Pat Quinn set the standard for Dixon Ward. Taught him how to stick in the NHL.
“He’s the guy that taught you pretty quick what it meant to be a professional and how to conduct yourself on a daily basis,” said Ward, saddened by the news that Quinn died Sunday night at 71. “He demanded that out of his players and he certainly led by example.”
The impact that Quinn made on the University of North Dakota grad was the way he carried himself and communicated around others. Ward, who played 537 NHL games with the Canucks, Los Angeles Kings, Toronto Maple Leafs, Buffalo Sabres, Boston Bruins and New York Rangers, said when people spoke to Quinn, they felt they had his attention.
“He was very good at making people feel important, making people feel like he was intersted in their stories,” said Ward, drafted by the Canucks in 1988 in the seventh round, 128th overall. “He certainly felt a responsibility to pass on his knowledge and experience to anybody that was around him. He was infectious in that way. You wanted to be around him because you knew some of that was going to rub off on you.”
Ward, vice president of the Okanagan Hockey Academy, played 106 games as a Canuck for Quinn and his greatest memory was Quinn’s overwhelming presence when he was around. Quinn was known as the Big Irishman.
“He commanded attention whether it was sitting at a table at a restaurant or speaking in front of thousands of people,” said Ward. “When he spoke, people listened. They hung on every word. Every story that he would tell. You didn’t want to miss it because it was always entertaining. One thing I will always remember about Pat is just enjoying listening to his stories.”
What Andy Oakes, president of the OHS/Academy, remembers is the sight of parents around Quinn in the dressing room. Quinn, a guest instructor at OHS, would bring his grandchildren to the school.
“I think the parents were more thrilled to see him in the dressing room tying his granddaughter’s skates,” said Oakes. “Them getting the opportunity to kind of meet Pat as a grandfather. Not as an NHL or Team Canada coach.”
Oakes described the former Philadelphia Flyers, Kings, Canucks, Toronto Maple Leafs and Edmonton Oilers coach as a “larger than life type of guy.”
His first encounter with Quinn was in the mid-2000s while he coached Team Canada.
“I got introduced to him and shaking his hand and he was a mountain of a guy,” said Oakes. “His hand and body structure was like running into Mount Everest, and personality to go with it, right.”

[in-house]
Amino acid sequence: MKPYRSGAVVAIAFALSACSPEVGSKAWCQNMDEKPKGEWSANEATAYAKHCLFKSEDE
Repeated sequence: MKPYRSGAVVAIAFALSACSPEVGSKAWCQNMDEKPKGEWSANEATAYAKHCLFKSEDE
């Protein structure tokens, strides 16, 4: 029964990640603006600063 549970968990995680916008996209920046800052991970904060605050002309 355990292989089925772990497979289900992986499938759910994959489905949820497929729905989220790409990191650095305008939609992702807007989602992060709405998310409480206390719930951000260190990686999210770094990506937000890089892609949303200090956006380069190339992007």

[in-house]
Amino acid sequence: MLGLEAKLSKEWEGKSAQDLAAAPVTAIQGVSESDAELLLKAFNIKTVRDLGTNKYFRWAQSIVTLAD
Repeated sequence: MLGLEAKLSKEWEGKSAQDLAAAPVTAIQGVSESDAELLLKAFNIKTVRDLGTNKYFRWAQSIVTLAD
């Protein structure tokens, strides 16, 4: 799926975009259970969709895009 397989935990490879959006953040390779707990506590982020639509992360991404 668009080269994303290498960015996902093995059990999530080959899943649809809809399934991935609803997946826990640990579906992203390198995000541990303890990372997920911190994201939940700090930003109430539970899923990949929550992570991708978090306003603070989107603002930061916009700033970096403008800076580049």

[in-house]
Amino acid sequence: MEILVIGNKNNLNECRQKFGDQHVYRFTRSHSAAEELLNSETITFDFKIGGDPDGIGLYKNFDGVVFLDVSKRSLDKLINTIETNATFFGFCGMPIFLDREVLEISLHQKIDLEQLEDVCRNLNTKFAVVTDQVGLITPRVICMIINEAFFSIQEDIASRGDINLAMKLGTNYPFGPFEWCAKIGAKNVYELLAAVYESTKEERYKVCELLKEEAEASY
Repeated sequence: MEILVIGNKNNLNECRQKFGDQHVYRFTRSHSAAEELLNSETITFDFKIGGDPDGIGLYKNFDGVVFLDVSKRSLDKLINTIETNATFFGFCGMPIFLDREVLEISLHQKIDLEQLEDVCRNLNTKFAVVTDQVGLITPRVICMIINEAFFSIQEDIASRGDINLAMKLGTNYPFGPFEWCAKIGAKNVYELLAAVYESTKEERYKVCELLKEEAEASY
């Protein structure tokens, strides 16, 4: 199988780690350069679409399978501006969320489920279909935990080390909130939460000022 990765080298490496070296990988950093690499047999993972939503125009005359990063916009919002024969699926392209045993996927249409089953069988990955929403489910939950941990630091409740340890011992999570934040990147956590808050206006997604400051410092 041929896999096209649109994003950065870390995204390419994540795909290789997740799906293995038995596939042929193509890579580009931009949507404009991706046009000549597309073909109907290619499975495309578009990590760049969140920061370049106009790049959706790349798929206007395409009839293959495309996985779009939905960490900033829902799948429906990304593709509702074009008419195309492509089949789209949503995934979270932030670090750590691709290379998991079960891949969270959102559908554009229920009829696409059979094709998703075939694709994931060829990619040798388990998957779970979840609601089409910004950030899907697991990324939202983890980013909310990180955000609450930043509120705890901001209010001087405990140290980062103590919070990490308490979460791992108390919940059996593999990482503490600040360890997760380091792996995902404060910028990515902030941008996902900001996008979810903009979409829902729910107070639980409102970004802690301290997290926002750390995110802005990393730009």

Quinn was an amazing guy to be around, said Oakes, and said he possessed a special way about him.
“He had the uncanny ability to be able to communicate with anybody,” added Oakes. “When he was with us here, he was so good with the kids. So good with the parents. Just had to make time for everybody. ”
Oakes, like others, is saddened by the news of Quinn losing the battle with his illness.
Larry Lund, the founder of the OHS, played with Quinn in the old pro Western League Seattle Totems in 1966-67. Lund called Quinn a great team man and a good defenceman. He also played against Quinn in the Central League. Lund laughed before responding when asked what it was like to play against him.
“He was big and strong,” said Lund. “He didn’t give you any space.”
What Lund respected about Quinn was that he stood up for everybody. Another thing that stood out to Lund about Quinn was his commitment to his grandchildren Quinn and Kate.
“In later years that was a big part of his life, his family and his grandkids,” said Lund.
“I’m a grandparent and all I want is for them to have some fun,” said Quinn in an interview with the Western News in 2007. “If they have fun I’ll be really happy for them,” said Quinn, who played defence for the Maple Leafs, Canucks and Altanta Flames.
“Quinn plays all kinds of sports. For a young person that’s what I would encourage. Don’t get locked into 11 months of hockey. He seems to have a mind set for defence … My first granddaughter Kate, is a pistol. She is a great skater. She hasn’t figured the game out yet, but as an individual athlete you can see she’s got strength and speed she’s going to be a wonderful athlete.”
Lund said Quinn, inducted into the B.C. Hockey Hall of Fame in 2002, was really personable and accommodating. He also noticed that Quinn valued his past teammates and relationships made in hockey.
“He loved to talk about the Oil King days,” said Lund, who also played for the Oil Kings, but two years prior to Quinn.
“One of the things that I really respected him for is his commitment to Hockey Canada,” said Lund. “He had a really close relationship with Bob Nicholson (former Hockey Canada president). Bob picked the phone up and asked him to do something for Hockey Canada and … I think it was always yes, I’d love to do it.”
In that interview from 2007, Quinn, who vacationed with his family in Penticton, said his greatest hockey accomplishment came in 2002 when Canada won gold. Quinn when he got the call to coach the answer was simple.
“It’s Canada’s team and it’s something you can’t turn down. I don’t understand how you can turn it down,” said Quinn. “If they asked me to carry bags I’d do that. It is probably the pinnacle of my hockey career.”
Oakes added that, “the hockey world and the world in general lost a pretty special guy,” one who Oakes said was a good friend of the OHS.
“His legacy will last a very long time in this game,” said Ward. “He’s one of the all-time great hockey people that this country has seen.”